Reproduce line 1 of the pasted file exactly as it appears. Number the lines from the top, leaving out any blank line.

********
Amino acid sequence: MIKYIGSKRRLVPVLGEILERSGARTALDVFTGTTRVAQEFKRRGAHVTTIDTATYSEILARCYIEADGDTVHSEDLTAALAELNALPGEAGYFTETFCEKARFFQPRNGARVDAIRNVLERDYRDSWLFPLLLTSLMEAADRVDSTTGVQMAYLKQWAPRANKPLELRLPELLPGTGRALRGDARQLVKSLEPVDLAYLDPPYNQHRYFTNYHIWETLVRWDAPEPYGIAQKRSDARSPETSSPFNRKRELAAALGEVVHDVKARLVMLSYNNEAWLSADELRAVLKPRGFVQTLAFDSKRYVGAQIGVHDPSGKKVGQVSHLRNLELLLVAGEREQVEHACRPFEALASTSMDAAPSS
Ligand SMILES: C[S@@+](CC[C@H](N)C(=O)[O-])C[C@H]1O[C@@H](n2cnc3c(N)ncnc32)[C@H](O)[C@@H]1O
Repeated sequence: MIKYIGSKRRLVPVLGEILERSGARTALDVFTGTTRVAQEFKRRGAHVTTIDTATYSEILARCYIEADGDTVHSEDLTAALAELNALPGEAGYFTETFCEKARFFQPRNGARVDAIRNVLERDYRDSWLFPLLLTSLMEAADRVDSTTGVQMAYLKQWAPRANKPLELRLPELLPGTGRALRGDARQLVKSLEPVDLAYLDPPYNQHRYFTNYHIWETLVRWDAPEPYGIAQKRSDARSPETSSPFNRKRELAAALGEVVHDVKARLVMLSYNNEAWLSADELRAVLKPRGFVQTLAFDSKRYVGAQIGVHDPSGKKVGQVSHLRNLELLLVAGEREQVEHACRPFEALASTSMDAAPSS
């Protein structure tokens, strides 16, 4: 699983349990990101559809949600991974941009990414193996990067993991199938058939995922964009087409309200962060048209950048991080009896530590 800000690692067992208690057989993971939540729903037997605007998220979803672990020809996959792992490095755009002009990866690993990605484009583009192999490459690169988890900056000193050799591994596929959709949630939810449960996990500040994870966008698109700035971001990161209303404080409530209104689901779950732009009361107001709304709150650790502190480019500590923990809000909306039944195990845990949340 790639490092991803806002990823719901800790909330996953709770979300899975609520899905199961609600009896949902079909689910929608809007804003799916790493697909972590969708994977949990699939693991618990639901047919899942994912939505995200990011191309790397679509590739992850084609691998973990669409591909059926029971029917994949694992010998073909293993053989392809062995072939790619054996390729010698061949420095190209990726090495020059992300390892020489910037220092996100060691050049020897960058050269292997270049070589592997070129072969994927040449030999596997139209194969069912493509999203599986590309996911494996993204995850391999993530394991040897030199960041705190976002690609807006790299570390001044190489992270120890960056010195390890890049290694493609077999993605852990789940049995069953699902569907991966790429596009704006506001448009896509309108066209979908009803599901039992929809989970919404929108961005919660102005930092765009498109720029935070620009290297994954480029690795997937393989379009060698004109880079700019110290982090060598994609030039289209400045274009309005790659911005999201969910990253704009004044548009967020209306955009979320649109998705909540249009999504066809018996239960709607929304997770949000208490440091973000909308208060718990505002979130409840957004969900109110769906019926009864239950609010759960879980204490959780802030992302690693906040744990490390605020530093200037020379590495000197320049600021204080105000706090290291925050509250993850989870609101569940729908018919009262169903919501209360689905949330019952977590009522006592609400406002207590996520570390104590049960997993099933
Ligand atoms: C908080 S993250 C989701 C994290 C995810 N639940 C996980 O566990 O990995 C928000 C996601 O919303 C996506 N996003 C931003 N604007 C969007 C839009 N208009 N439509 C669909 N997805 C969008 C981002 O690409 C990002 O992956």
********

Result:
Amino acid sequence: MIKYIGSKRRLVPVLGEILERSGARTALDVFTGTTRVAQEFKRRGAHVTTIDTATYSEILARCYIEADGDTVHSEDLTAALAELNALPGEAGYFTETFCEKARFFQPRNGARVDAIRNVLERDYRDSWLFPLLLTSLMEAADRVDSTTGVQMAYLKQWAPRANKPLELRLPELLPGTGRALRGDARQLVKSLEPVDLAYLDPPYNQHRYFTNYHIWETLVRWDAPEPYGIAQKRSDARSPETSSPFNRKRELAAALGEVVHDVKARLVMLSYNNEAWLSADELRAVLKPRGFVQTLAFDSKRYVGAQIGVHDPSGKKVGQVSHLRNLELLLVAGEREQVEHACRPFEALASTSMDAAPSS